The situation invites us to give capital and credit to take the place of the European supply which has failed. One need not fear that the returns will be uninviting, for Europe would hardly have been supplying credit and capital to Latin America as a mere matter of amiability. Thus our capital must regenerate Latin-American prosperity, while our bankers, merchants, and manufacturers are engaged in making solid, permanent arrangements, not opportunistic ones, to take possession of a great share in the present and still more in the growing future development and commerce of these countries. Capital, then, and credit are the first requisites.
The war has had the effect of making the Latin-American countries realize for once the economic importance to them of the United States. The products of some, like the tin of Bolivia and the nitrates of Chile, have been going almost entirely to Europe. Several republics suffer the more acutely in proportion to their previous failure to cultivate financial and commercial relations with the United States.
They now feel this and are compelled to a mood receptive to our advances. More, they are forced to seek new markets for their goods just as they are forced to buy some of ours. In this way there should come about new exports to the United States, and there should spring up there the corresponding new industries and habits of consumption, to the ultimate benefit of all the countries concerned.
Meanwhile, the United States is the only present economic hope of a number of the republics. It is to be hoped that our capitalists and business men will realize the responsibilities as well as the opportunities of profit in the role they are asked to play, and that their response to their new opportunities will be one of courage, thoroughness and intelligence, and one also of quiet patriotism.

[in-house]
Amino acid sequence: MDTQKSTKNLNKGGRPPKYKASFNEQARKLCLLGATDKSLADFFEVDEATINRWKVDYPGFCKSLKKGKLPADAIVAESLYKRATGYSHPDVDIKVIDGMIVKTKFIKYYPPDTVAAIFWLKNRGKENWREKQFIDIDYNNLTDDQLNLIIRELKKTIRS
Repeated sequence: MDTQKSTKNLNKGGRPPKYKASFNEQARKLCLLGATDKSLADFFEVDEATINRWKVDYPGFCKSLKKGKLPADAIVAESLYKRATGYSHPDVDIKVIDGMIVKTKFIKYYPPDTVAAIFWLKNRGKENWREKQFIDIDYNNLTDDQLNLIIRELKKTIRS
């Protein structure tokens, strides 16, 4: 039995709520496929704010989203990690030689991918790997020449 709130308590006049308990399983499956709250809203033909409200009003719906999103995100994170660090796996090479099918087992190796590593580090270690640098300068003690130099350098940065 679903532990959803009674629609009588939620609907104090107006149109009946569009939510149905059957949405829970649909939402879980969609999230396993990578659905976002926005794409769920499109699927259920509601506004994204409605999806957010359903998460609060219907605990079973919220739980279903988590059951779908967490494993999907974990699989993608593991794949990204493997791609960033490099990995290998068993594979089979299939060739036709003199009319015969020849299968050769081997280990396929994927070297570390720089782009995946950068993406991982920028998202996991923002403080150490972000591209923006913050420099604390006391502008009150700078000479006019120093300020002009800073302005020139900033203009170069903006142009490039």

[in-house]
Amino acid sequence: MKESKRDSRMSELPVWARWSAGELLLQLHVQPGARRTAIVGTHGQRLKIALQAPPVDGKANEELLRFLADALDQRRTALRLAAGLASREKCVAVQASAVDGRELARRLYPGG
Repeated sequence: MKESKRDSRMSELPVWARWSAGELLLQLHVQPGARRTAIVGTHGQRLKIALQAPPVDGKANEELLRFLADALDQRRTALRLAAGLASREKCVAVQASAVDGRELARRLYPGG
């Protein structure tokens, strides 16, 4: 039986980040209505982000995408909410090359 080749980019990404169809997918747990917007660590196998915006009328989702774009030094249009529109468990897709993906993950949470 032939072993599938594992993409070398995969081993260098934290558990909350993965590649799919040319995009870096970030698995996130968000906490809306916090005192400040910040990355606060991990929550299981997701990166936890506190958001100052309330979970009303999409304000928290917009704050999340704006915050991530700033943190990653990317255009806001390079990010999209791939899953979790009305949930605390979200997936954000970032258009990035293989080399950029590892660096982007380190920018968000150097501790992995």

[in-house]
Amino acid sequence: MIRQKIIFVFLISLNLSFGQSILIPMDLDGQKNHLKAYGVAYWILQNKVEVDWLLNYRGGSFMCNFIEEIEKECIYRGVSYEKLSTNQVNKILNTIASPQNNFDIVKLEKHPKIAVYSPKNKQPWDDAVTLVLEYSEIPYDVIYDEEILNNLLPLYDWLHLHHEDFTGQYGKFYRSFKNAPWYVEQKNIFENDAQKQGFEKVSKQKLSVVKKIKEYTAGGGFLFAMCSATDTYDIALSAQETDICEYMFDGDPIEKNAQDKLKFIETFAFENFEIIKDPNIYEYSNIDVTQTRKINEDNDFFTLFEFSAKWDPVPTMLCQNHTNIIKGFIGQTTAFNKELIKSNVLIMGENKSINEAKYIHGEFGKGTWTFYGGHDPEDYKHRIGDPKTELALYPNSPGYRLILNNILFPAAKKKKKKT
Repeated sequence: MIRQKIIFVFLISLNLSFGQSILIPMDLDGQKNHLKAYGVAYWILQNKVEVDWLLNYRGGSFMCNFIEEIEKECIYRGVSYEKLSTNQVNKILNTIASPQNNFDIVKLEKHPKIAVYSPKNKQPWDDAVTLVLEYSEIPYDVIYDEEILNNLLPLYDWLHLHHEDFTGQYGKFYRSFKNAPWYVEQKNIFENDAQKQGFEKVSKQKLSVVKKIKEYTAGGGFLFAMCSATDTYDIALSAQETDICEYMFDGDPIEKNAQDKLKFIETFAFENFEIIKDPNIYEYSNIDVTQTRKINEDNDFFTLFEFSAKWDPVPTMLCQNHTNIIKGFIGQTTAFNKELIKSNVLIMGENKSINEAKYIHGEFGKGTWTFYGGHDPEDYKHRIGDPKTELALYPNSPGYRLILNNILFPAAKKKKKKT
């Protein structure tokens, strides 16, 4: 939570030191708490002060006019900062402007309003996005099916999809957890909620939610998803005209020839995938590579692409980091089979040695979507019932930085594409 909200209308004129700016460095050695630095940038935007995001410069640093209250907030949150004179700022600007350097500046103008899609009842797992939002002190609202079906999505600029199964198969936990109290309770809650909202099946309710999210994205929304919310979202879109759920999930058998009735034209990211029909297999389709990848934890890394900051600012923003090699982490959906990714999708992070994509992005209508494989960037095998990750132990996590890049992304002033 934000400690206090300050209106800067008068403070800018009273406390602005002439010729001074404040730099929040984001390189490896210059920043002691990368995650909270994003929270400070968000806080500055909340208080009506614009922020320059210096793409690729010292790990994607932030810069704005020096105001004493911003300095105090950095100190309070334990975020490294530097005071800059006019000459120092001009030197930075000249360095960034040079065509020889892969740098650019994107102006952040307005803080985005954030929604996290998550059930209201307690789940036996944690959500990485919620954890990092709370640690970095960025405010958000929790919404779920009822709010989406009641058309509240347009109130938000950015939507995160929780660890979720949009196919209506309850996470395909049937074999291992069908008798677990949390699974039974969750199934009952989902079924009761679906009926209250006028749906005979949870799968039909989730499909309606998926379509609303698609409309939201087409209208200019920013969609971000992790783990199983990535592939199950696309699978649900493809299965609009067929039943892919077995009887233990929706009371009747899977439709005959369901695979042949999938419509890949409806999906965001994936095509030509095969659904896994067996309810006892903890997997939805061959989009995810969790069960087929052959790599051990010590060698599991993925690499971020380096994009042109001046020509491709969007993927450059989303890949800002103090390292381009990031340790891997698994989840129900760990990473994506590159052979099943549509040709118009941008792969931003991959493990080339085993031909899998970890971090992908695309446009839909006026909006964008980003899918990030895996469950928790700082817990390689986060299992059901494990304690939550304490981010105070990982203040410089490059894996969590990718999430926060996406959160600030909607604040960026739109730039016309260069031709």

Turning from the opportunity to the lesson, from the commercial and economic aspects of this question to those that are political in the large sense, one’s imagination is appalled at the potentialities of the yet unknown results of so vast an upheaval. Yet we must envisage some of these if we are to be prepared for their effect upon us. We must be ready for the impact of the resultant forces of these great dynamics. We must be ready everywhere, but nowhere more than in our relations with Latin America, in the zone of the Caribbean, and wherever the Monroe Doctrine as still interpreted gives us a varying degree of responsibility.
The war’s first effect upon our Latin-American relations is to compel through commercial and financial rapprochement a larger measure of material interdependence, more contact, and, we may hope, a substitution of knowledge for the former reciprocity of ignorance. All this makes for better social and intellectual relations, good understanding and friendship, and so for political relations much more substantial in the case of many of the republics than the rather flimsy Pan-Americanism celebrated in eloquent speeches and futile international conferences.